Can someone give me some hint/guide how to start this Elixir homework (I have to write a function)

Hi guys, I started to learn Elixir at University and I need to write a function (sit!) for homework. I have been struggling with this for days now.

The description of the task:

How many ways can ‘k’ people sit down in ‘n>2’ rows, but moving from the front to the back every row has ‘d’ less people.

Specifications:

@type variant :: { h :: integer, d :: integer }
@type seatings :: { n :: integer, vs :: [ variant ] }

@spec sit!( k :: integer ) :: r :: { m :: integer, ss :: [ seatings ] }

k: number of the people
m: maximum variation of the seating
ss: list of {n, vs} pairs
n: number of rows of the seating
h: the shortest row (back row/first row)
d: the difference between every neighboring rows

Here is an example:

10 - >
XXXX
XXX
XX
X

iex> Khf1.sit! 10
{1, [{4, [{1, 1}]}]}

In this case k=10, m=1 because there is only one variation, n=4 because there is 4 rows, h=1 because the shortest row is 1, d=1 because the difference between rows is 1.

I need to solve this problem with recursion and the output must look like the specification.

More examples:

iex> Khf1.sit! 101
{0, []}
iex> Khf1.sit! 15
{5, [{3, [{1, 4}, {2, 3}, {3, 2}, {4, 1}]}, {5, [{1, 1}]}]}
iex> Khf1.sit! 14
{1, [{4, [{2, 1}]}]}
iex> Khf1.sit! 10
{1, [{4, [{1, 1}]}]}
iex> Khf1.sit! 9
{2, [{3, [{1, 2}, {2, 1}]}]}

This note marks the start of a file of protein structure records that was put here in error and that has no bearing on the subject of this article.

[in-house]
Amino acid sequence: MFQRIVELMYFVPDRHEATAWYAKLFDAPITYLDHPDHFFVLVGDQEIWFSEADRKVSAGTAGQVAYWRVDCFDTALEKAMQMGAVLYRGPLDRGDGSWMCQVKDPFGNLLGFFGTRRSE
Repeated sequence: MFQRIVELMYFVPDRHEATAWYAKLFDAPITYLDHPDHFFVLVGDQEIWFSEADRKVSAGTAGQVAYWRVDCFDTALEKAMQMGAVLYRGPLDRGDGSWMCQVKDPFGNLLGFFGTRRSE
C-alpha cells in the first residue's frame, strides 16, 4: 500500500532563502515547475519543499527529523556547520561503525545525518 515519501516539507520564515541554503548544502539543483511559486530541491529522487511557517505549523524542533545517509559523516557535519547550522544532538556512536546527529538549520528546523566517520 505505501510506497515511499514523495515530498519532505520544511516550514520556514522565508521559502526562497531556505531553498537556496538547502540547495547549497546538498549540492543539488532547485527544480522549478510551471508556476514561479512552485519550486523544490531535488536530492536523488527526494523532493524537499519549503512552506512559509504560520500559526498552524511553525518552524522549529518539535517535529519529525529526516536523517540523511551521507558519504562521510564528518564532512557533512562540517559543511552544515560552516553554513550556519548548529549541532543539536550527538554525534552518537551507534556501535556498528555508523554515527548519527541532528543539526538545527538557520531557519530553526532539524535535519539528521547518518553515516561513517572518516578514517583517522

iex> Khf1.sit! 5
{0, []}

If someone could give me some tips how to do this that would be very helpful.
Thank you.

I’m learning Elixir too and when I look at your exercise, I had some ideas and wrote it down:

  • Firstly, I find what is max rows could be? So I assume that the max rows is when the different between 2 rows is 1 => So I can get the possible max rows.
  • Then I check with each row + people to find out its variants
    I tested and it could pass your requirements.
    Please refer to my code version, it might not good enough (the ranges I use in for is not the best) but I hope it could help you get some ideas.
    I’m looking forward to see your better version of this exercise.
defmodule Khf1 do
  def sit!(n) do
    max_row = :math.sqrt(n*2) |> floor()
    res =
      for row <- 3..max_row, into: [], do: sit_in_rows(n, row)

    res = res |> Enum.filter(&(&1 != nil))
    variants = Enum.reduce(res, 0, fn {v, _}, acc -> acc + v end )

    {variants, res}
  end


  def sit_in_rows(n, row) do
    max_d = floor(n/row)      # max differences between 2 rows
    res =
      for f <- 1..(n-row), d <- 1..max_d, satisfy?(f, d, n, row), into: [], do: {f, d}

    res = res |> Enum.filter(&(&1 != nil))
    variants = Enum.count(res)
    if variants != 0, do: {variants, res}, else: nil
  end

  def satisfy?(first, diff, n, row) do
    last = first + diff*(row - 1)
    sum = (first + last) * row/2

    sum == n
  end
end
1 Like

If the question is “how many permuatations of seating arrangements are there?”
then the solution is:

  1. calculate number of seats, call it k (do this as a recursive function, it will accept “number of rows” and “diff d between number of seats per row” as its 2 arguments)
  2. Get the number of people, call it n
  3. calculate the “k-permutations of n” (see here: Permutation - Wikipedia), like this:
n! / (n - k)!

In elixir, it would look like this:

factorial(n) / factorial(n - k)